By Susan Shand
08 April, 2018

It could soon cost less to operate a factory of robots in the United States than to employ a human worker in Africa. That is the finding of a report from a London-based research organization. The report warns that automation could have a bad effect on developing economies. It says to avoid that governments must invest in digitalization and skills training.

Businesses traditionally have sent production work to the developing world where labor is less costly. But, technology may soon bring an end to that.

The policy research organization Overseas Development Institute recently examined furniture manufacturing in Africa.

Kenyan workers march during the Labour Day Celebration Parade at Uhuru Park, Nairobi, Kenya, Monday, May 1, 2017. Large crowds gathered in Uhuru Park Monday to mark the International Labour Day. (AP Photo/Sayyid Abdul Azim)
Kenyan workers march during the Labour Day Celebration Parade at Uhuru Park, Nairobi, Kenya, Monday, May 1, 2017. Large crowds gathered in Uhuru Park Monday to mark the International Labour Day. (AP Photo/Sayyid Abdul Azim)

Karishma Banga was a lead researcher. She says that in the next 15 to 20 years the use of robots to make furniture will cost less than Kenyan labor. By 2033, she says, it will be more profitable for American businesses to return production operations to the United States.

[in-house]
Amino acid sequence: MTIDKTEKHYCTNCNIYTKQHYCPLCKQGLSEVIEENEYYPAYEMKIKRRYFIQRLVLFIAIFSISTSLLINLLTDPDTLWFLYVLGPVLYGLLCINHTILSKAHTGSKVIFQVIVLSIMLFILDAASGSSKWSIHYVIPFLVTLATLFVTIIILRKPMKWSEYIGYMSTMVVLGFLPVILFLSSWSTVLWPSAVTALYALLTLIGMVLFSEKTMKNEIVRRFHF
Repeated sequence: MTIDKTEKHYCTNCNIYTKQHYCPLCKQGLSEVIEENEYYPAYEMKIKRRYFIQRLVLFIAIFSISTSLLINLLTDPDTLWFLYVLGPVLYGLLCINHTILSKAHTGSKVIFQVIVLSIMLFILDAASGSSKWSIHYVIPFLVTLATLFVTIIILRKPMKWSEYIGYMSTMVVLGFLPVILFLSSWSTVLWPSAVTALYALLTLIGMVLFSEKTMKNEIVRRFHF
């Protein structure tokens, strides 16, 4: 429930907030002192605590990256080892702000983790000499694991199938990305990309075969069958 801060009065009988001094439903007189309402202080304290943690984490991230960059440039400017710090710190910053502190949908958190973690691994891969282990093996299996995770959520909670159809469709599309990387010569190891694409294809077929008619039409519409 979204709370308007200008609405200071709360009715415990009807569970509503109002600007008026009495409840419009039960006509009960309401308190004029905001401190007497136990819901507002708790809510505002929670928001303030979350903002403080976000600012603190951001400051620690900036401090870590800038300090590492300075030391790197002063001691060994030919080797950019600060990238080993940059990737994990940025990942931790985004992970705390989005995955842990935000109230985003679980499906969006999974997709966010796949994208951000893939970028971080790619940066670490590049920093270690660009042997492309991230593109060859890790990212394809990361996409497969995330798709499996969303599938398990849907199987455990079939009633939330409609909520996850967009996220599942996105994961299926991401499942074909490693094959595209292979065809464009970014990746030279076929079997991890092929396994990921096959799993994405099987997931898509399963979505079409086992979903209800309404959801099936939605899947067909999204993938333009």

Robot costs are falling about 6 percent every year, but the cost of wages is rising every year.

Some businesses are trying to help the human workers who are competing with robots.

The Funkidz furniture factory in Kenya ended its traditional system of production. Now, skilled workers operate automated machines that use computer-aided designs.

The investment is successful. There has been growth and expansion into Uganda and Rwanda. But the company leader Ciiru Waweru Waithaka says she cannot find enough skilled workers.

She said, "There are many people who need jobs, yes, we agree, but if they have no skills... I would love to employ you, but you need a skill, (or) you cannot operate our machines."

She also said she is urging the government to help train workers.

The ODI report writers are doing the same. They say African governments should use the next few years to build industrial and digital skills among people before it is too late.

I'm Susan Shand.

VOA's Henry Ridgewell reported this story. Susan Shand adapted it for Learning English. Caty Weaver was the editor.

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Words in This Story

automation n. the system of using machines or computers, instead of people, to do the work

digitalization n. using or characterized by computer technology

furniture n. chairs, tables, beds, that are used to make a room ready for use